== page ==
Patent attorneys are trained to draft claims using clear and precise language, and in particular to not rely upon relative terminology to define an invention–terms like “about,” “substantially,” “superior,” “better,” “good,” “sufficient” etc. See, Manual of Patent Examination Procedure (MPEP), § 2173. After all, claims are definitions and indefiniteness is fatal.
So when the Court articulates expresses what is ostensibly a rule of analysis—a definition of what is patentable—patent attorneys naturally look for precision and clarity. Alas, we find a jumble of relative terminology and conclusory statements masquerading as legal reasoning. Consider the following samples:
The question before us is whether the claims do significantly more than simply describe these natural relations. To put the matter more precisely, do the patent claims add enough to their statements of the correlations to allow the processes they describe to qualify as patent-eligible processes that apply natural laws? We believe that the answer to this question is no.
[T]hose steps, when viewed as a whole, add nothing significant beyond the sum of their parts taken separately. For these reasons we believe that the steps are not sufficient to transform unpatentable natural correlations into patentable applications of those regularities.
The Court has repeatedly emphasized this last mentioned concern, a concern that patent law not inhibit further discovery by improperly tying up the future use of laws of nature.
What is “significant” or “enough” or “sufficient?” What would be “properly tying” up future uses? It is “not enough” to say that what’s in Prometheus’s claim is “not enough,” especially when, at the same time, the Court makes sweeping statements that the presence of “entirely natural processes” indicate that the patent recites a “natural law.” These various statements or criteria are not functional tests—they are conclusions and nothing else. This leads us to the next problem.
So Long Technology, Hello Business Methods!
The Court pays lip service to the principle that “all inventions at some level embody, use, reflect, rest upon, or apply laws of nature, natural phenomena, or abstract ideas.” Indeed, any invention in the “hard sciences” of electronics, physics, chemistry, biology, engineering, etc. would perforce comply with the laws—or more properly—descriptive paradigms of the domain. An invention for a new electronic circuit clearly operates according to Maxwell’s equations. An invention for a new way of making a chemical compound necessarily recites steps that in essence are nothing more than chemical reactions—laws of nature in the Court’s book.
Let’s take a look the core of the Court’s analysis of the Prometheus claim and see what happens when we transport it to the domain of electronics, to a simple device such as loudspeaker:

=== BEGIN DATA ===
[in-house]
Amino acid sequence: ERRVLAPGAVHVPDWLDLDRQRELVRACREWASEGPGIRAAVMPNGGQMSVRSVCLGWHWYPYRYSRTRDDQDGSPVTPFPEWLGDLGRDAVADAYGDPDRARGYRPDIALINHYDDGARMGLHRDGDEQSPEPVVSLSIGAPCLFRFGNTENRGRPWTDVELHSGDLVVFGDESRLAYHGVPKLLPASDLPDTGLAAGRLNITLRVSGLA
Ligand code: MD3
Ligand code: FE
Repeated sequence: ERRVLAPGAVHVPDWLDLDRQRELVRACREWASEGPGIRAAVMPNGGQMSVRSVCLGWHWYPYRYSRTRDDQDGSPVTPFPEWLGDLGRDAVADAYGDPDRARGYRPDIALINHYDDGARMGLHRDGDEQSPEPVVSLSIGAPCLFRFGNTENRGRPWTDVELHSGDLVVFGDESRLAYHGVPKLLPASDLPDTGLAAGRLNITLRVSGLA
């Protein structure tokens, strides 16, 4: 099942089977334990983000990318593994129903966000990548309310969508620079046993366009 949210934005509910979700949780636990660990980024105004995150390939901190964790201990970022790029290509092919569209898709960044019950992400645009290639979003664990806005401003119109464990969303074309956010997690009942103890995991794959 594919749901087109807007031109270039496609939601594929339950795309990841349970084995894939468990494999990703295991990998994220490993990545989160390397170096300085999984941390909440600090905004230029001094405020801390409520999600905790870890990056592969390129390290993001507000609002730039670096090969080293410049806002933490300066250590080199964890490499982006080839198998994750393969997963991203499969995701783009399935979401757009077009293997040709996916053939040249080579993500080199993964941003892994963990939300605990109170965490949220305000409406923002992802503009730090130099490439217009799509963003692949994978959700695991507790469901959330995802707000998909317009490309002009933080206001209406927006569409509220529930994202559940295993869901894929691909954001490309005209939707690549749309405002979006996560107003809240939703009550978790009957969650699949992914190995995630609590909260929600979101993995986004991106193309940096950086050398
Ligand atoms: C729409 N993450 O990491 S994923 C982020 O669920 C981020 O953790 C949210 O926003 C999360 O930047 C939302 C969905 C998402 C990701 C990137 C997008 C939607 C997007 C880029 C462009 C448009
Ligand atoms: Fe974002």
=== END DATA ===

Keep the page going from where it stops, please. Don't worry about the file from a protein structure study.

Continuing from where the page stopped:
While it takes a human action (the administration of a thiopurine drug) to trigger a manifestation of this relation in a particular person, the relation itself exists in principle apart from any human action. The relation is a consequence of the ways in which thiopurine compounds are metabolized by the body—entirely natural processes. And so a patent that simply describes that relation sets forth a natural law.
While it takes a human action (the activation of the amplifier) to trigger the output of the sound from the loudspeaker in response to an electrical signal, the relation itself exists in principle apart from any human action. The relation is a consequence of the ways in which electrical impulses are converted to mechanical movement—entirely natural processes. And so a patent that simply describes that relation sets forth a natural law.
There are—or should I say, were—by my estimate, approximately 10,000 patents on various types of loudspeakers. This is only one example, and a trivial one at that. A similar example could be constructed in any field of technology. And if that is the case, then no patent is immune from this line of attack. Well, no patent except one for a business method.
Business methods, being entirely the province of arbitrary human behavior such as advertising, finance and the like, are the one class of inventions clearly not based upon or using laws of nature and natural phenomenon. Yes, all inventions comply with the law of thermodynamics, etc., and perhaps all human behavior could be explained if we truly could model the regularities that govern the behavior of all fundamental particles, and as result we divorced ourselves from a persistent macro-phenomenon as free will and consciousness. If we get that far, then we will have a more difficult problem on our hands, whether we can patent non-obvious applications of those laws. Whether these methods are “abstract ideas” is another matter—but as should be clear from the above, it is my view that a method used in a business is not an abstract idea. If you can sell it, it’s patent-eligible.